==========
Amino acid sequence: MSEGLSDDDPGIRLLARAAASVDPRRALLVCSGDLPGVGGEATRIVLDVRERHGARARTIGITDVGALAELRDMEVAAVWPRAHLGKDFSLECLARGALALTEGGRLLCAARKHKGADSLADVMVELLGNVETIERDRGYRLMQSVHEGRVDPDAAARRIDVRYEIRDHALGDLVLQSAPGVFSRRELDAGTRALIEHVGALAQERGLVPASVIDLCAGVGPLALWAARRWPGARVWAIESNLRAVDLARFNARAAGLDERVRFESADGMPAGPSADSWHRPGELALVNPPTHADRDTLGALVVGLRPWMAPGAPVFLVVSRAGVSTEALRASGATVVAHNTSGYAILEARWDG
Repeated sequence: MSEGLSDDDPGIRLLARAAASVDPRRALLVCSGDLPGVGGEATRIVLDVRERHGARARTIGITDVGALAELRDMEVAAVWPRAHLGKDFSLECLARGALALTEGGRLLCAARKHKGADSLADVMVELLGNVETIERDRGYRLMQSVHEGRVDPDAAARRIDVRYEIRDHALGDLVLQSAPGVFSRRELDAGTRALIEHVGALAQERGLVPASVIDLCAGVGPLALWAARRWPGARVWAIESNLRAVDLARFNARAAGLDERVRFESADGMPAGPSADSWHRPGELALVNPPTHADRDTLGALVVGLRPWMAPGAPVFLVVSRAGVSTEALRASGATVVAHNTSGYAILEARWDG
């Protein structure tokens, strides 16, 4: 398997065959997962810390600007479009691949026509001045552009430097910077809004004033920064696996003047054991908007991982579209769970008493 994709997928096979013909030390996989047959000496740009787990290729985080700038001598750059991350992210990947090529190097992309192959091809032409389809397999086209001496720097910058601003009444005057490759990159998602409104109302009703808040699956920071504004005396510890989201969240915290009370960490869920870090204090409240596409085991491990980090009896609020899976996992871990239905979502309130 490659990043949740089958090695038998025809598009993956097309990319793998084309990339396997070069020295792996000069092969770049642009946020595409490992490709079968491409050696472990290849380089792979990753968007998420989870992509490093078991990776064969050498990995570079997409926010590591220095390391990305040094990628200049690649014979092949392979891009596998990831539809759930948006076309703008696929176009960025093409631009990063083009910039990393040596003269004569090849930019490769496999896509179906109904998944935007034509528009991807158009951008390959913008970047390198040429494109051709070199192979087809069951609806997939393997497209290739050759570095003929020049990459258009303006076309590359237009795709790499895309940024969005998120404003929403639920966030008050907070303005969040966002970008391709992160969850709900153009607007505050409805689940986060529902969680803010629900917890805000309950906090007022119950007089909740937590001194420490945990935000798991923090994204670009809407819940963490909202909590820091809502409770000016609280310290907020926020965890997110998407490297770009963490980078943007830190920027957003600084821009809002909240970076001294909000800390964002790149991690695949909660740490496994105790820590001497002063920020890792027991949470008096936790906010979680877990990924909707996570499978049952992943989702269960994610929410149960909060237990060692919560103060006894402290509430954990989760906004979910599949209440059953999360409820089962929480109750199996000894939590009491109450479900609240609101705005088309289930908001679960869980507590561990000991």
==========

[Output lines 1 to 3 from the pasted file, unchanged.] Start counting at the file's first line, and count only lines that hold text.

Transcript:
Amino acid sequence: MSEGLSDDDPGIRLLARAAASVDPRRALLVCSGDLPGVGGEATRIVLDVRERHGARARTIGITDVGALAELRDMEVAAVWPRAHLGKDFSLECLARGALALTEGGRLLCAARKHKGADSLADVMVELLGNVETIERDRGYRLMQSVHEGRVDPDAAARRIDVRYEIRDHALGDLVLQSAPGVFSRRELDAGTRALIEHVGALAQERGLVPASVIDLCAGVGPLALWAARRWPGARVWAIESNLRAVDLARFNARAAGLDERVRFESADGMPAGPSADSWHRPGELALVNPPTHADRDTLGALVVGLRPWMAPGAPVFLVVSRAGVSTEALRASGATVVAHNTSGYAILEARWDG
Repeated sequence: MSEGLSDDDPGIRLLARAAASVDPRRALLVCSGDLPGVGGEATRIVLDVRERHGARARTIGITDVGALAELRDMEVAAVWPRAHLGKDFSLECLARGALALTEGGRLLCAARKHKGADSLADVMVELLGNVETIERDRGYRLMQSVHEGRVDPDAAARRIDVRYEIRDHALGDLVLQSAPGVFSRRELDAGTRALIEHVGALAQERGLVPASVIDLCAGVGPLALWAARRWPGARVWAIESNLRAVDLARFNARAAGLDERVRFESADGMPAGPSADSWHRPGELALVNPPTHADRDTLGALVVGLRPWMAPGAPVFLVVSRAGVSTEALRASGATVVAHNTSGYAILEARWDG
């Protein structure tokens, strides 16, 4: 398997065959997962810390600007479009691949026509001045552009430097910077809004004033920064696996003047054991908007991982579209769970008493 994709997928096979013909030390996989047959000496740009787990290729985080700038001598750059991350992210990947090529190097992309192959091809032409389809397999086209001496720097910058601003009444005057490759990159998602409104109302009703808040699956920071504004005396510890989201969240915290009370960490869920870090204090409240596409085991491990980090009896609020899976996992871990239905979502309130 490659990043949740089958090695038998025809598009993956097309990319793998084309990339396997070069020295792996000069092969770049642009946020595409490992490709079968491409050696472990290849380089792979990753968007998420989870992509490093078991990776064969050498990995570079997409926010590591220095390391990305040094990628200049690649014979092949392979891009596998990831539809759930948006076309703008696929176009960025093409631009990063083009910039990393040596003269004569090849930019490769496999896509179906109904998944935007034509528009991807158009951008390959913008970047390198040429494109051709070199192979087809069951609806997939393997497209290739050759570095003929020049990459258009303006076309590359237009795709790499895309940024969005998120404003929403639920966030008050907070303005969040966002970008391709992160969850709900153009607007505050409805689940986060529902969680803010629900917890805000309950906090007022119950007089909740937590001194420490945990935000798991923090994204670009809407819940963490909202909590820091809502409770000016609280310290907020926020965890997110998407490297770009963490980078943007830190920027957003600084821009809002909240970076001294909000800390964002790149991690695949909660740490496994105790820590001497002063920020890792027991949470008096936790906010979680877990990924909707996570499978049952992943989702269960994610929410149960909060237990060692919560103060006894402290509430954990989760906004979910599949209440059953999360409820089962929480109750199996000894939590009491109450479900609240609101705005088309289930908001679960869980507590561990000991």